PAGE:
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April 29, 2010

Open discussion on Niqab

Liz Monteiro

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KITCHENER - Mark Cressman is of Mennonite background and he understands how dress can be part of one's faith and culture.

But looking at a Muslim woman with a veil covering her head and face — known as the niqab — makes him feel slightly uncomfortable. When a woman wears a niqab, only her eyes can be seen.

“We communicate by looking at someone’s face. We take all kinds of visual clues from the face,’’ said Cressman, who attended an open discussion at Kitchener City Hall Monday night on the niqab ban which the Quebec government is proposing with Bill 94.

The 65-year-old retired beef farmer decided to attend the session because he wanted to understand why Muslim women cover their faces.

“I came because I need to be educated. I can be really stubborn and a redneck,’’ Cressman said in an interview. “We are not going to overcome our prejudices if we can’t communicate.’’

In round-table discussion, Cressman told the people sitting at his table that his social norms involve speaking with people face-to-face and meeting women who cover their faces challenges his idea of social values.

More than 200 people attended the session — Let Us talk: An Open Discussion on the Niqab ban — organized by a grassroots group of concerned Muslim women. The group wanted to raise awareness in the community about the ban and bring people together to talk openly about how to support one another.

Under the proposed legislation, Muslim women living in Quebec who cover their faces will not be able to access government services such as consulting a doctor in a hospital or attending university classes.

The Jean Charest government has said that the bill was created for reasons of identification, security and communication.

The scarf covering the head is known as the hijab and is more common among Muslim women. The niqab is worn by a small number of Muslim women in Canada.

Panellist Jasmine Zine, a Wilfrid Laurier University professor of sociology and Muslim studies, said the Quebec bill is the beginning of a slippery slope in which Muslim women are being targeted because of their dress.

Zine said the Quebec policies being proposed are part of a “culture of fear” that is gaining legitimacy in Canadian society. She described the bill as draconian and anti-feminist.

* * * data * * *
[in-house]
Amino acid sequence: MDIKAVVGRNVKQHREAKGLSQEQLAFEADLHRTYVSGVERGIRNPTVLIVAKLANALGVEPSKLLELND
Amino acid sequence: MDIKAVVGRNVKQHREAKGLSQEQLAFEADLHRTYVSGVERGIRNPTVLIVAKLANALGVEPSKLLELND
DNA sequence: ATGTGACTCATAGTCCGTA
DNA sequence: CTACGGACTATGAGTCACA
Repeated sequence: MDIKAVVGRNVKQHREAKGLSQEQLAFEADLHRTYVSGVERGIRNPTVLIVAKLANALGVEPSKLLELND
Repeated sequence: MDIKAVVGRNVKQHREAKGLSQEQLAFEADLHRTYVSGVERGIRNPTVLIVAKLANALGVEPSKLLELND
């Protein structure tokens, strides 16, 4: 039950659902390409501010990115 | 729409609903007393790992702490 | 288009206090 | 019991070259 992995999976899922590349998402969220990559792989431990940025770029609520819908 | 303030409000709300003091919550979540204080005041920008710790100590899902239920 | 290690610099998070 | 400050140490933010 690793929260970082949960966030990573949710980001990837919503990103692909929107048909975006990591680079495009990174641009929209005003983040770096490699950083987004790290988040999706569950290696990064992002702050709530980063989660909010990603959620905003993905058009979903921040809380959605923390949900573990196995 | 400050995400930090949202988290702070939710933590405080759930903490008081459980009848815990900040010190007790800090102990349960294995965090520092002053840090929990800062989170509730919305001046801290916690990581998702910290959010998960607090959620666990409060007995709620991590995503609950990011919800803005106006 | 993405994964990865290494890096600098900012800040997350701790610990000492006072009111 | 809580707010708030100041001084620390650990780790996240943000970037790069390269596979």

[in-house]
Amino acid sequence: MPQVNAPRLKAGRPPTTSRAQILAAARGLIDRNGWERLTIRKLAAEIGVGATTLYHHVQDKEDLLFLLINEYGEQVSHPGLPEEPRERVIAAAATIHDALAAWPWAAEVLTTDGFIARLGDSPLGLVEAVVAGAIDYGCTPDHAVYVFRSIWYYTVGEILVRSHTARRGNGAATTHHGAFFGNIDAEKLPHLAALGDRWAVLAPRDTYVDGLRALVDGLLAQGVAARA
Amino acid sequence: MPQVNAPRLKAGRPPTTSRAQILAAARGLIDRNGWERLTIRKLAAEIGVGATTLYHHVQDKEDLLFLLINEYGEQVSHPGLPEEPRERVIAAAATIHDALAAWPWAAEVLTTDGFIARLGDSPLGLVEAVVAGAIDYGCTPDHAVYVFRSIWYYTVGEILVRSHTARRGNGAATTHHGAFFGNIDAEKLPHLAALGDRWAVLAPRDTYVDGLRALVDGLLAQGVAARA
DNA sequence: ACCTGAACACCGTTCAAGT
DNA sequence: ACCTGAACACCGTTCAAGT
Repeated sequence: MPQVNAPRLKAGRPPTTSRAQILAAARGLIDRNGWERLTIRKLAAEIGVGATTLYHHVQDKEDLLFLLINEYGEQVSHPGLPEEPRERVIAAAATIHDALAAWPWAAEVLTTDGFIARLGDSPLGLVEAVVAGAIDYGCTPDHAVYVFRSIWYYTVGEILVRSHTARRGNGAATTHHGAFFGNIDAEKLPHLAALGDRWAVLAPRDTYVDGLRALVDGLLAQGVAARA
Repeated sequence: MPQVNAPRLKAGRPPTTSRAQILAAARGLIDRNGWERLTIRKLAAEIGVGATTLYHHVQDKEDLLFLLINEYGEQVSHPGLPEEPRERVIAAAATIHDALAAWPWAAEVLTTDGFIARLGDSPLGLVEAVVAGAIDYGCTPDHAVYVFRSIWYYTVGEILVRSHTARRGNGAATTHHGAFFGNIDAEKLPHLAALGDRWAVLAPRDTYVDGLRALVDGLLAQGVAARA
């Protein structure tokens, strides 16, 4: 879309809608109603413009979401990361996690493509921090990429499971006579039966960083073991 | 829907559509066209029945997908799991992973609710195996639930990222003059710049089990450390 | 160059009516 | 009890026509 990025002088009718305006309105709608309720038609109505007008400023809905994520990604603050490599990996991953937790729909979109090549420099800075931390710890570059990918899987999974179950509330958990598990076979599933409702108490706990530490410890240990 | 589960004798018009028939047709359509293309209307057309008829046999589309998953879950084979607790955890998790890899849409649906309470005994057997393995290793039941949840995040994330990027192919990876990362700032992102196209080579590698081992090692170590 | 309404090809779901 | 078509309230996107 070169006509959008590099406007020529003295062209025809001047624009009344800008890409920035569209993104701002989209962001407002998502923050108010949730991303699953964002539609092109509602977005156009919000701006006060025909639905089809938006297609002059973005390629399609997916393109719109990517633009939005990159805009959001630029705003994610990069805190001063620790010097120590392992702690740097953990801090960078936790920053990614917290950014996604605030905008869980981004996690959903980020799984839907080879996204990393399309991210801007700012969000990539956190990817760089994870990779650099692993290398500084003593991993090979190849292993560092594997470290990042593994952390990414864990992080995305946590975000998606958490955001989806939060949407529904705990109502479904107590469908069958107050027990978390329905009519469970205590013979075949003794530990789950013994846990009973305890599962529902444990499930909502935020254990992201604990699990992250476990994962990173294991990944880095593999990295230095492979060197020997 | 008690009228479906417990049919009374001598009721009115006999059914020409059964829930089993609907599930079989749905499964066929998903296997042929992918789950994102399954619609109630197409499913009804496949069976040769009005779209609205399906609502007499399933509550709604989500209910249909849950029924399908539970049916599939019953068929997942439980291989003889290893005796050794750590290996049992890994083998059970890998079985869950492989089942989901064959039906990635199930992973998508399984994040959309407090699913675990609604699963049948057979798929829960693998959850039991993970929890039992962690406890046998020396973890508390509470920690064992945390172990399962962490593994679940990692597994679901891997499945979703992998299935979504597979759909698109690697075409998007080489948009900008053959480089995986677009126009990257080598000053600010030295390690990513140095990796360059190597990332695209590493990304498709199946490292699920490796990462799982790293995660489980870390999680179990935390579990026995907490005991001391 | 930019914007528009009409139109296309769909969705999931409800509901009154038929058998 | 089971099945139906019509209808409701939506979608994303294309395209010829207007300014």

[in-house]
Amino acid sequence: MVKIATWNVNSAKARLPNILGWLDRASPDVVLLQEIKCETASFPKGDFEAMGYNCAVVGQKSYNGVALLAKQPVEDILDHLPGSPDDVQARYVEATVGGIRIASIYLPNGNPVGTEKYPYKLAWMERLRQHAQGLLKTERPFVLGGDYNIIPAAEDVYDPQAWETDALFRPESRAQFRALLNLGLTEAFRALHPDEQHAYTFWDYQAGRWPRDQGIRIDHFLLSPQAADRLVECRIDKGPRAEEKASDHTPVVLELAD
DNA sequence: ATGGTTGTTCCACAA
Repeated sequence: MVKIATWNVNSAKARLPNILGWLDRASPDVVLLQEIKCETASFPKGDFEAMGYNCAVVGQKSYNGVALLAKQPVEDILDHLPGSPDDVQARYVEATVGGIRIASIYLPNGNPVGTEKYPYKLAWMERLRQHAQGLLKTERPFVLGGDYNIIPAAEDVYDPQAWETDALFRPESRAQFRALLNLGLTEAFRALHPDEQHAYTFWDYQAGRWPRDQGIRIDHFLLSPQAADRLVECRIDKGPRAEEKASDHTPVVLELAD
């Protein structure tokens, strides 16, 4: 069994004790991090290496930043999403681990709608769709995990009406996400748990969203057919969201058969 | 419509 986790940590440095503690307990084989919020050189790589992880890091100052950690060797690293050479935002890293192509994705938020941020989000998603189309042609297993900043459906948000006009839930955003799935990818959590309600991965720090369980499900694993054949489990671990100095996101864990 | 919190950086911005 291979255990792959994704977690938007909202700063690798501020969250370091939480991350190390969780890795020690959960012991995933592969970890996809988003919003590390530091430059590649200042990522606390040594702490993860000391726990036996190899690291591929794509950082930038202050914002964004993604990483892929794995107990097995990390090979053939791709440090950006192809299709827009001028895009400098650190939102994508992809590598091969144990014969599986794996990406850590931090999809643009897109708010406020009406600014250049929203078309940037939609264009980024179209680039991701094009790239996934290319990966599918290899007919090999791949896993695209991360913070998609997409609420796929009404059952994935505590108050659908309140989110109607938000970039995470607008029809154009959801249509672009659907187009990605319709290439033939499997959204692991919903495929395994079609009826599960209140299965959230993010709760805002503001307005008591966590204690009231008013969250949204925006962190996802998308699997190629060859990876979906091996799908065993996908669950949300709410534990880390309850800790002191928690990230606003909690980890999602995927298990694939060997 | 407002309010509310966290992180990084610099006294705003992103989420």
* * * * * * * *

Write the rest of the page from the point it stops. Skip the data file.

Rania Lawendy said the bill violates the Charter of Rights and Freedoms and marginalizes Muslim women, suggesting they are less of a citizen if they choose to cover their faces.

Soha Elsayed, who recently finished a master’s degree in which she studied the Canadian Muslim sense of identity and belonging, said banning the niqab is a clear contradiction of what makes Canada a multicultural society.

“If we want to liberate women, we need to empower them,’’ said Elsayed, suggesting daycare spaces be increased rather than taken away from women who wear the veil.

Elsayed said as Canadians we need to liberate ourselves from the fear of the other and look beyond what the person is wearing.

Minnat-Allah Aboul-Ella, who wears the niqab, told the audience that she is insulted when people assume she is a victim who needs to be rescued from a fundamentalist husband.

“This is the best way to serve my creator,’’ she said. “This is my sense of Islam and my identity. I’m not a threat or an extremist.’’

Aboul-Ella said she has never refused to remove her face veil when asked for security reasons.

“War has been declared on us. I am demonized for practising my faith,’’ she told the group.

Pastor Rick Pryce of St. Philip’s Lutheran Church in Kitchener, said some Canadians are afraid and fear their Canada is changing. He referred to a man wanting his Canada back, meaning a country of white, Christian, Anglo-Saxon people.

“The biggest challenge is challenging assumptions of what it means to be Canadian. The majority doesn’t like its assumptions challenged,’’ Pryce said.

Reem Alfehid said it was her choice to wear the veil over her face.

“I am not oppressed,’’ said Alfehid, who came to Waterloo four years ago from Saudi Arabia. She started wearing the hijab when she was 14.

Her friend, Amal Zbiri said she, too, is offended when people assume she was forced to wear the hijab.

“Most Muslim women are educated. This is our way of pleasing God, not our husbands,’’ said Zbiri, who has a master’s degree in English literature from a university in France. She left her native country of Morocco in 1998 and settled in Waterloo five years ago.

The KW Record, April 27, 2010.

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Dotan Rousso. Holds a Ph.D. in Law—a former criminal prosecutor in Israel. Currently working as a college professor in Canada.

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